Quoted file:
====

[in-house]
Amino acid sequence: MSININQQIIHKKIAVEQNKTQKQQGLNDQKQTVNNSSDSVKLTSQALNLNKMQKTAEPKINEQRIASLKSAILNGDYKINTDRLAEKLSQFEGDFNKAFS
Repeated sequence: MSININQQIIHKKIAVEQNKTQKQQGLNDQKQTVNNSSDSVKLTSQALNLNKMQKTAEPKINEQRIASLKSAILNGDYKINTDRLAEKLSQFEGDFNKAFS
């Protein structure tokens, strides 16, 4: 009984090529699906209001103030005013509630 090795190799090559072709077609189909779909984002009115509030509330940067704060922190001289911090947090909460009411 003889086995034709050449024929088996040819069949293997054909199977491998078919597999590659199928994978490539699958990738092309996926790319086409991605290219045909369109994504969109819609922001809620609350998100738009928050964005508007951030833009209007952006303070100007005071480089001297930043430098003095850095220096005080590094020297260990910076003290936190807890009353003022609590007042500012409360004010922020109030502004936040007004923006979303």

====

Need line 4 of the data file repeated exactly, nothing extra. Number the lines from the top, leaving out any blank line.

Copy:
């Protein structure tokens, strides 16, 4: 009984090529699906209001103030005013509630 090795190799090559072709077609189909779909984002009115509030509330940067704060922190001289911090947090909460009411 003889086995034709050449024929088996040819069949293997054909199977491998078919597999590659199928994978490539699958990738092309996926790319086409991605290219045909369109994504969109819609922001809620609350998100738009928050964005508007951030833009209007952006303070100007005071480089001297930043430098003095850095220096005080590094020297260990910076003290936190807890009353003022609590007042500012409360004010922020109030502004936040007004923006979303």